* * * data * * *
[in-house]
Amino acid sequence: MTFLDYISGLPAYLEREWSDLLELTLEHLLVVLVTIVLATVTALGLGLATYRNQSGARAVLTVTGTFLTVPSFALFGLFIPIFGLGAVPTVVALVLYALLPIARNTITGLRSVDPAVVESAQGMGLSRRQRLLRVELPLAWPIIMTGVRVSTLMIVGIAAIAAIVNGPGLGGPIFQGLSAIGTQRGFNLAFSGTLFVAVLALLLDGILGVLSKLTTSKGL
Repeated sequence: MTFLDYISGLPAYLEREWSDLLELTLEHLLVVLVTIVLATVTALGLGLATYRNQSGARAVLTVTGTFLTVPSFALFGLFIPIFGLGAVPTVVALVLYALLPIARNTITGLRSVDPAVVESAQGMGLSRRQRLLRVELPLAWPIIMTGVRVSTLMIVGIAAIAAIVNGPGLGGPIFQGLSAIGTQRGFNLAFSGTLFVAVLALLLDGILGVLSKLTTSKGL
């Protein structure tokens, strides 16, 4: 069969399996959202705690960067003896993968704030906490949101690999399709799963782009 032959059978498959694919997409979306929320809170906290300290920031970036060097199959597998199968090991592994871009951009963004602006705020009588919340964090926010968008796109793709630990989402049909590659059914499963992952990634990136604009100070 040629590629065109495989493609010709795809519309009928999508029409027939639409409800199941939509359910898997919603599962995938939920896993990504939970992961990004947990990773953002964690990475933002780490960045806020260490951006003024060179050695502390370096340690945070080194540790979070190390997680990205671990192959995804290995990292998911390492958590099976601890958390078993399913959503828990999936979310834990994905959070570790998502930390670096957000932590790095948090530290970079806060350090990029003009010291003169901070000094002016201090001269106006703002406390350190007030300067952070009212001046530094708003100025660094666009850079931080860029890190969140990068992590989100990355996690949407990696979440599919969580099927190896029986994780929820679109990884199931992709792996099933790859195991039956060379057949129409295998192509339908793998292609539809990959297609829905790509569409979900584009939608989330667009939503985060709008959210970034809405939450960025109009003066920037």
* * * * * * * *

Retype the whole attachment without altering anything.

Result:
[in-house]
Amino acid sequence: MTFLDYISGLPAYLEREWSDLLELTLEHLLVVLVTIVLATVTALGLGLATYRNQSGARAVLTVTGTFLTVPSFALFGLFIPIFGLGAVPTVVALVLYALLPIARNTITGLRSVDPAVVESAQGMGLSRRQRLLRVELPLAWPIIMTGVRVSTLMIVGIAAIAAIVNGPGLGGPIFQGLSAIGTQRGFNLAFSGTLFVAVLALLLDGILGVLSKLTTSKGL
Repeated sequence: MTFLDYISGLPAYLEREWSDLLELTLEHLLVVLVTIVLATVTALGLGLATYRNQSGARAVLTVTGTFLTVPSFALFGLFIPIFGLGAVPTVVALVLYALLPIARNTITGLRSVDPAVVESAQGMGLSRRQRLLRVELPLAWPIIMTGVRVSTLMIVGIAAIAAIVNGPGLGGPIFQGLSAIGTQRGFNLAFSGTLFVAVLALLLDGILGVLSKLTTSKGL
């Protein structure tokens, strides 16, 4: 069969399996959202705690960067003896993968704030906490949101690999399709799963782009 032959059978498959694919997409979306929320809170906290300290920031970036060097199959597998199968090991592994871009951009963004602006705020009588919340964090926010968008796109793709630990989402049909590659059914499963992952990634990136604009100070 040629590629065109495989493609010709795809519309009928999508029409027939639409409800199941939509359910898997919603599962995938939920896993990504939970992961990004947990990773953002964690990475933002780490960045806020260490951006003024060179050695502390370096340690945070080194540790979070190390997680990205671990192959995804290995990292998911390492958590099976601890958390078993399913959503828990999936979310834990994905959070570790998502930390670096957000932590790095948090530290970079806060350090990029003009010291003169901070000094002016201090001269106006703002406390350190007030300067952070009212001046530094708003100025660094666009850079931080860029890190969140990068992590989100990355996690949407990696979440599919969580099927190896029986994780929820679109990884199931992709792996099933790859195991039956060379057949129409295998192509339908793998292609539809990959297609829905790509569409979900584009939608989330667009939503985060709008959210970034809405939450960025109009003066920037």